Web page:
Lots going on lately that's making me think about women, sexism, and science.
It all started with the Science Cheerleaders
. I was surprised at the amount of uncritical happiness I saw about them from feminists, since I had strongly mixed feelings from the first moment of exposure. Over at Blag Hag
, I wrote:
"Represents empowerment right now" is exactly where I am on the Science Cheerleaders. Do I think they're making a free choice without social coercion to value and promote their sexiness? Of course not; they're getting literal, monetary compensation for being sexy, and I'm just guessing but there might be some tiny amount of social approbation as well. (Note that I am not saying they're not athletes; their brand of sexiness requires physical prowess.) But I am thrilled to see them, because they're compensating for other social pressures that are leading girls not to develop as the scientists they may want to be because it's considered unsexy, and sexiness is supposed to always be a good and necessary thing for girls. The reinforcement the cheerleaders provide to that idea worries me, but I predict that more critical thinking skills taught to more different people will lead to more questioning and social improvement later.
(I don't agree with much of Jen's very-third-wave original post, but I think my fellow UW grad needs to keep posting as long as the amazing Twisty Faster
does, and I liked the discussion that ensued.)
last week there was a review of two books on How Neuromythologies Support Sex Role Stereotypes
(link probably requires subscription, sorry). The books are Brain Storm: The Flaws in the Science of Sex Differences
by Rebecca M. Jordan-Young and Delusions of Gender: How Our Minds, Society, and Neurosexism Create Difference
by Cordelia Fine Norton. As usual, when people get started on gender differences, even supposedly impartial scientists can say some idiotic shit, and the books point this out at length. The reviewer, Diane F. Halpern, wrote Sex Differences in Cognitive Abilities
, which I have not read, and she does maintain that differences exist across cultures:
"Consider the finding that, in more gender-equal societies, females perform as well as males in mathematics (7), much better than males in reading (7), and much worse than males in visuospatial tasks (5). No simple theory, such as the hypothesis that sex differences reflect societal norms or that gender-equal societies will reduce all sex differences, can explain this pattern of results."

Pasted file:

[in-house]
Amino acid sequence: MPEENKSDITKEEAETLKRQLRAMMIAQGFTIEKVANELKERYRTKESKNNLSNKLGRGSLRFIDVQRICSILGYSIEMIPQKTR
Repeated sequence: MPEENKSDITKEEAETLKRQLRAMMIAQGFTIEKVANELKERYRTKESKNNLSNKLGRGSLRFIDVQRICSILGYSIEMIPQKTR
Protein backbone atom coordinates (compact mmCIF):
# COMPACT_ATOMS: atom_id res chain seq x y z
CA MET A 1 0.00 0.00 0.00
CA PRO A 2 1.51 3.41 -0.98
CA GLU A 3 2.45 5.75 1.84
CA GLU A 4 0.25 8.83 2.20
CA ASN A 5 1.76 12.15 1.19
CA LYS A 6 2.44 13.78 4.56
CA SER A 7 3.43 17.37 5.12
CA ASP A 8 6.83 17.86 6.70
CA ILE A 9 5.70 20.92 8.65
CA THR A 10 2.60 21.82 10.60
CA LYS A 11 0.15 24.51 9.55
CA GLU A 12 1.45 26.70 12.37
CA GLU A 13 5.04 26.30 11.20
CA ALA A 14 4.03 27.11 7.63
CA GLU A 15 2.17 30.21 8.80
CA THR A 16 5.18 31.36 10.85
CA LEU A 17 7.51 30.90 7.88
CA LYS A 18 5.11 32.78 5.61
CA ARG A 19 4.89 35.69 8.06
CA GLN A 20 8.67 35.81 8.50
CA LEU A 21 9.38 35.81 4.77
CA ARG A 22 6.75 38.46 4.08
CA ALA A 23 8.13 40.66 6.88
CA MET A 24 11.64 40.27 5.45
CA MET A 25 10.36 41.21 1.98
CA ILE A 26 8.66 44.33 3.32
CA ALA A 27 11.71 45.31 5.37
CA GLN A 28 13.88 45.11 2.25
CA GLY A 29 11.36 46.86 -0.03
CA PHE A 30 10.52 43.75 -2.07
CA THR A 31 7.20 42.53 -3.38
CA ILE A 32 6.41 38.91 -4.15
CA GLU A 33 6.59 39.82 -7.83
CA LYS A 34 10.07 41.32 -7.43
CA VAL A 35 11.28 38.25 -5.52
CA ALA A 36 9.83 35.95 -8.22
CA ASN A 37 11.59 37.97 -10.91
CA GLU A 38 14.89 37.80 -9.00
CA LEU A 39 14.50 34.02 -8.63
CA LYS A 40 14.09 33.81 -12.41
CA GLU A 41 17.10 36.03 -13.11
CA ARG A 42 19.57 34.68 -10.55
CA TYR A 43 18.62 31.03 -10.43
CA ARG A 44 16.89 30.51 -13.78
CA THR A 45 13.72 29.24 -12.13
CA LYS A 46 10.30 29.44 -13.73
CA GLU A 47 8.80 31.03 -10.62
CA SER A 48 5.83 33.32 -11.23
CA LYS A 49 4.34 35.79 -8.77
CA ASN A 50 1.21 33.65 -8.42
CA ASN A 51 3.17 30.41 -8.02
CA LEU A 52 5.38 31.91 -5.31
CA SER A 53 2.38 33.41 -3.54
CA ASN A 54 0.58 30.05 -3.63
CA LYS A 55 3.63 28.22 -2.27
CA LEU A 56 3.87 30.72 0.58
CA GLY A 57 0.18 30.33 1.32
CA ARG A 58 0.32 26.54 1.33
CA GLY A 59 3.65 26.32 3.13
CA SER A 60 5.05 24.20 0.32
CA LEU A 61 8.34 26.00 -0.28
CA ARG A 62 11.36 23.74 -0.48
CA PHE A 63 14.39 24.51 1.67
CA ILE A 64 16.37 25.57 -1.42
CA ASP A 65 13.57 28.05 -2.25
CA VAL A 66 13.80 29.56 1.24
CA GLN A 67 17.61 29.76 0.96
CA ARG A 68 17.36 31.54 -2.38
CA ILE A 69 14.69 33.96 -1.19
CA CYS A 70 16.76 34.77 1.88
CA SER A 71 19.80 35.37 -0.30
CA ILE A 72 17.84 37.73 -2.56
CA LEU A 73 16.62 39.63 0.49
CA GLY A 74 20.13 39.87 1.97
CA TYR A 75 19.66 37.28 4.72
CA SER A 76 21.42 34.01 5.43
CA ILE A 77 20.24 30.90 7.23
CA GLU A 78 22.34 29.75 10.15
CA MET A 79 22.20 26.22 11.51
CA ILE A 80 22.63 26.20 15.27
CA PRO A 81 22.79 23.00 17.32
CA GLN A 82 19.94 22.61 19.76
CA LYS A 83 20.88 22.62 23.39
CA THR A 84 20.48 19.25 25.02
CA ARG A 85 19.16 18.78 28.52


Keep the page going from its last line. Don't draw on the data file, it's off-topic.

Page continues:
Halpern wanted a more balanced view of actual gender-difference science rather than mere mocking of pseudoscience, which is what these books deliver. I admit that I am more likely to read the mocking than I would be to read the balanced view; not only is it more entertaining, but it seems like you have to go too far to get anyone to listen to you at all, see also Richard Dawkins. Balance those scales, authors!
In a fine example of similar mocking, we have Fannie with Breaking: Boys and Girls Are Inherently Different, Except When Boys Prove Worse At Stuff
. I particularly like her point that "...while I agree with many societal explanations for such [performance in school] disparities, especially racial ones, I think it's worth noting how rare it is for anyone to say, 'Well, now that girls have been attending school on parity with boys for awhile now, we are seeing that they are actually inherently smarter than boys.'" It's obviously untrue, but does that stop people from saying a bunch of other crazy shit? It does not, and the omission's noteworthy.Tony Porter's TED talk about getting out of the "man box"
(social rules for men) is pretty phenomenal. He owns up to complicity in perpetuating the nasty stuff, complete with creepy rape story, but he's clearly gotten way past it and he's telling people why. I was disappointed to see almost all women in his audience; this is a talk for men to hear.
Late in the game but well worth reading came Sady Doyle's wonderful "Ellen Ripley Saved My Life" (http://www.theawl.com/2010/12/ellen-ripley-saved-my-life
). Doyle explicitly ties her own life to those of fictional heroines, and goes a beautiful job of it. I'm grateful that she doesn't fall into the fallacious science-as-villain trap
despite noting that institutions are a real problem for these strong women.